When I first came to 9Muses, I was a little bit scared. As time went on I started to enjoy myself.
What I benefit from is relaxation and meditation class and Music class on Thursday and Friday. I enjoy singing very much. I also attend support groups and participate in other activities. This is how I spend my time at the center.
The place I go to just be. Feeling fickle today, but there I am okay. Driving there today was somewhat challenging. These racing thoughts interfere with my focus. Right on University, I go North and cross Oakland, puzzled and frustrated; the time ticking, tick, tick, tick. Am I going to be tardy to one of my favorite meetings? I arrive during introduction. A deep breath brings composure. I am looking forward to learning something new. My thirst for enrichment and knowledge must be quenched. I am here.
Amazing things happen every day at 9Muses Drop-in Center on Oakland Park Blvd.
On my very first visit, I sat in silent awe as Rick and Pat (Music Therapy instructors) engaged, encouraged and ignited a small gathering of vocalists and musicians that were also mental health consumers. Strumming guitarists were finding the right chords, a pair of young singers were discovering the beauty of their own sweet songs, an accomplished vocalist serenaded us with a poignant, expressive melody -heartfelt in its delivery.
This scene invoked in me a feeling, that which can only be described as...holiness. What came to were the words of a Nuevo gospel song "no one is a stranger here, everyone belongs..."
Personal acceptance, warm encouragement and a healthy shot of good humor is the order of the day at 9Muses.
Persons living with mental illnesses gain hope and do enter into recovery. 9Muses is a healing place.
Thank you to Chris (Director of 9Muses) and his awesome staff.
9Muses Member Articles for Recovery and Mental Health Awareness
What do I do when I don’t want to?
What do I do when the pain is so painful it seems to be all consuming to the point I’m gasping for air?
I do! I get out of bed and show up to 9Muses. 9Muses is the place that even on, or especially on my worst days I know I need to show up. Yes, 9Muses is an art studio, but it is so much more. 9Muses is magical; minus the glitter (sorry glitter is forbidden). I’m not sure it is possible to explain to someone that has not actually been in. Sure I can tell you our hours; the classes offered and support groups that take place. The true magic however is the friendships, community and support that far extends beyond what is on the calendar.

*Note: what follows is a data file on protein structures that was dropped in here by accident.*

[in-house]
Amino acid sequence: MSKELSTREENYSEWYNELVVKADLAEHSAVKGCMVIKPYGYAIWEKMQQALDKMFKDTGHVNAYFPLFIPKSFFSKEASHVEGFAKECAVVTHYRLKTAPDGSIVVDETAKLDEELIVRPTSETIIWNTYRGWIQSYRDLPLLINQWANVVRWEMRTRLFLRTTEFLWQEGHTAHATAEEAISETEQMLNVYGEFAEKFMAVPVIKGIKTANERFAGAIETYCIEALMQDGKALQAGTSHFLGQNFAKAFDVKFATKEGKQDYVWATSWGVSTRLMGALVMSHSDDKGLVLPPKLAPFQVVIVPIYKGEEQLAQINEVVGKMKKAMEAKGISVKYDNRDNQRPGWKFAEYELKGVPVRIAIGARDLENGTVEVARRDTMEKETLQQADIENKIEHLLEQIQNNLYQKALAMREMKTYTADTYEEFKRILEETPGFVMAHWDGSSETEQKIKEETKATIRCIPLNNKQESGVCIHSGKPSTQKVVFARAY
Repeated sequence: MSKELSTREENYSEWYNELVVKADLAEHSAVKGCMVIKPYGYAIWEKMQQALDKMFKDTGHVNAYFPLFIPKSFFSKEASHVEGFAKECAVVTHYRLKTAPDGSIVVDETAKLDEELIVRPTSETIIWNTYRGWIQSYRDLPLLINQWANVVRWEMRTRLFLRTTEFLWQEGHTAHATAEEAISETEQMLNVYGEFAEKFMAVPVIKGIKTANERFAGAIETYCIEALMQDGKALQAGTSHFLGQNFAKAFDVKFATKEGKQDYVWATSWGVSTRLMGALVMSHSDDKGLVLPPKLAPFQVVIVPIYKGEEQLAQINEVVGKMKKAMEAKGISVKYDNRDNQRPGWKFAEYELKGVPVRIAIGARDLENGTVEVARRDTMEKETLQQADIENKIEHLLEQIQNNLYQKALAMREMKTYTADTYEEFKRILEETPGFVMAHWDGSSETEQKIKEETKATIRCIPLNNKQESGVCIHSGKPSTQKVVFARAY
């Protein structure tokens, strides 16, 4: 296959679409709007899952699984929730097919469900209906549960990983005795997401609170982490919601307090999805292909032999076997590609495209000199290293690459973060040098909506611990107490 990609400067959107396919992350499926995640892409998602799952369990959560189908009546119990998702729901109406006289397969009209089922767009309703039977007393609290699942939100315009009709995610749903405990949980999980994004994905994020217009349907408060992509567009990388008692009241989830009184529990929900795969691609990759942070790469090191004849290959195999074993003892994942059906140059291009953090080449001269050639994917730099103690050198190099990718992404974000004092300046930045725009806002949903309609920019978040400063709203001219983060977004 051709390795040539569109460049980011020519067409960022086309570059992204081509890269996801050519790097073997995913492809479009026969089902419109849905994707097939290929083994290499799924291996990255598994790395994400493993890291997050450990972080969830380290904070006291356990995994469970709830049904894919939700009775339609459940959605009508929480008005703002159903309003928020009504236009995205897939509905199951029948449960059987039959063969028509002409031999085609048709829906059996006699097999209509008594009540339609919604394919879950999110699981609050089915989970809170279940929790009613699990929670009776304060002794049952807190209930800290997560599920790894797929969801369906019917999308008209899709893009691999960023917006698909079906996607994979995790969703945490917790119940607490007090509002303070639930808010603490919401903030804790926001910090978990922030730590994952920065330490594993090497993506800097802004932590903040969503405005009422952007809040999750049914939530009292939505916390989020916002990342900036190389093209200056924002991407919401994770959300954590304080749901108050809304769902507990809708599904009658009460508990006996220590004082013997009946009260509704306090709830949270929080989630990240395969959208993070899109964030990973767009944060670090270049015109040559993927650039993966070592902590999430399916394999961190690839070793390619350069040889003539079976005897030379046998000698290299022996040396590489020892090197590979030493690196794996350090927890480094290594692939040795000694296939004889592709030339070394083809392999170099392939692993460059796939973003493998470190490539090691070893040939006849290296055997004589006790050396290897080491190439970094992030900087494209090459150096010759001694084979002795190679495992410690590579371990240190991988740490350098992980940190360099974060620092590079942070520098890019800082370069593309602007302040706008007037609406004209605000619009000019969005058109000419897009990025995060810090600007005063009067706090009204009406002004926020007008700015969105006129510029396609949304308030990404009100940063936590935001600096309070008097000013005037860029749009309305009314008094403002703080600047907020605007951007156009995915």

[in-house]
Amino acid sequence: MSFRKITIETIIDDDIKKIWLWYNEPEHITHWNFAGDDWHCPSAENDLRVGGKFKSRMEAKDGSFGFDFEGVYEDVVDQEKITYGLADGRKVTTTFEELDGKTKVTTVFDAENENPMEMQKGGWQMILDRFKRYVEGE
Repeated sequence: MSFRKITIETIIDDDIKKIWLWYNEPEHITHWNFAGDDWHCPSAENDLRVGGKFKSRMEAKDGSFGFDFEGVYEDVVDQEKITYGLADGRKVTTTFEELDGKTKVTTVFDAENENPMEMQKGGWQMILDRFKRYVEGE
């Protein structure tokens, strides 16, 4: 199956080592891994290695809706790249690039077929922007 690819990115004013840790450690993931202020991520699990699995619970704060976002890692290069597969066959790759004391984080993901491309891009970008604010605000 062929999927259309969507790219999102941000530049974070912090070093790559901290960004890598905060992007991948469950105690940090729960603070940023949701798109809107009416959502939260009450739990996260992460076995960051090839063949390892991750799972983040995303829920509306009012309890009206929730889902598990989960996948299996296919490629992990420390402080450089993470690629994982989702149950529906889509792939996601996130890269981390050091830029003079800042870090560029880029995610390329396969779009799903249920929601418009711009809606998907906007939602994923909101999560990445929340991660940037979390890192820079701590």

9MUSES ART CENTER - 7139 WEST OAKLAND PARK BLVD. LAUDERHILL, FL 33313
PH: 954-746-2055 FAX: 954-746-6373
Welcome to 9Muses; A drop-in center where amazing artists and wonderful people share the secrets of the arts. Jewelry, painting, ceramics, mosaics, creative writing, talent shows, music, singing, support groups, tie dye, tai chi, and meditation. Learn to calm yourself with the arts at 9Muses Art Center .
7139 West Oakland Park Boulevard, Lauderhill, FL 33313 Hours of operation: M-F 9:00 - 6:00 pm and Sat 10:00 - 5:00 pm
Rita Claire Rosenblum
Recycled paper??? Who would have ever thought recycled perfume boxes would make beautiful, in color, light in weight, wonderful to wear, jewelry. Necklace, bracelet, and earrings are made by talented artist, Kathy Garcia who takes different kinds of paper and creates jewelry to be worn on special occasions or for everyday wear.
The combinations are endless; Original one of a kind jewelry. They seem to have a calming effect on me when I wear them. People are always commenting on my necklaces. What a conversations piece.
In our mental health community, the subject of limits often comes up. We consumers often talk about our limitations. The larger community either tries to understand our limits or dismiss us because of them. In others words limits are perceived as a negative label. Limits mean we can only go so far. Is that so?
To use driving as an example, limits are not stop signs. The journey may be longer, may wind about so much we might feel lost, but we are still moving toward our destination.
Physical limits may not mean we stop. Jean Dominique Bauby was the Editor-in- Chief of French ELLE magazine who suffered a stroke. He woke up from a coma with Locked in Syndrome. He was mentally aware, but he was completely paralyzed. He could blink his left eye, move his head, this was the only motion he had. But he wanted to tell his story of his everyday experience. Working with assistance he wrote his memoir The Diving Bell and the Butterfly by blinking his eye over 250,000 times to indicate words. The book was a best seller and the movie received acclaim around the world.
Finances may be limiting, but not always. Composer Irving Berlin grew up poor in New York City in the late 1800’, begging on the streets. He had very few skills, very little education, but he could sing. By age 18 he was a singing waiter at a bar where, after closed, he taught himself to play piano. He only learned one key but that was enough to start a career in music. He needed help he could not read nor write music, there was an assistant to write down the songs he created, among them White Christmas. Later he had a piano built that could shift keys for simple modulation. Berlin asked composer Victor Herbert if he should study music. Herbert’s reply was that it was not necessary. Irving Berlin had the skills he needed. He died at the age 101, one of the most successful songwriters of the 20th century.
There are far more stories about overcoming limitations and perhaps more will be told on this site. What is more important is for our community not to see mental health issues and physical disabilities as the end of the road. Despite challenges we still have the freedom to explore, to challenge ourselves to go beyond hardships. We have the right to try and make life better, the right to recover. So why not ride past the limit signs and see where the road goes.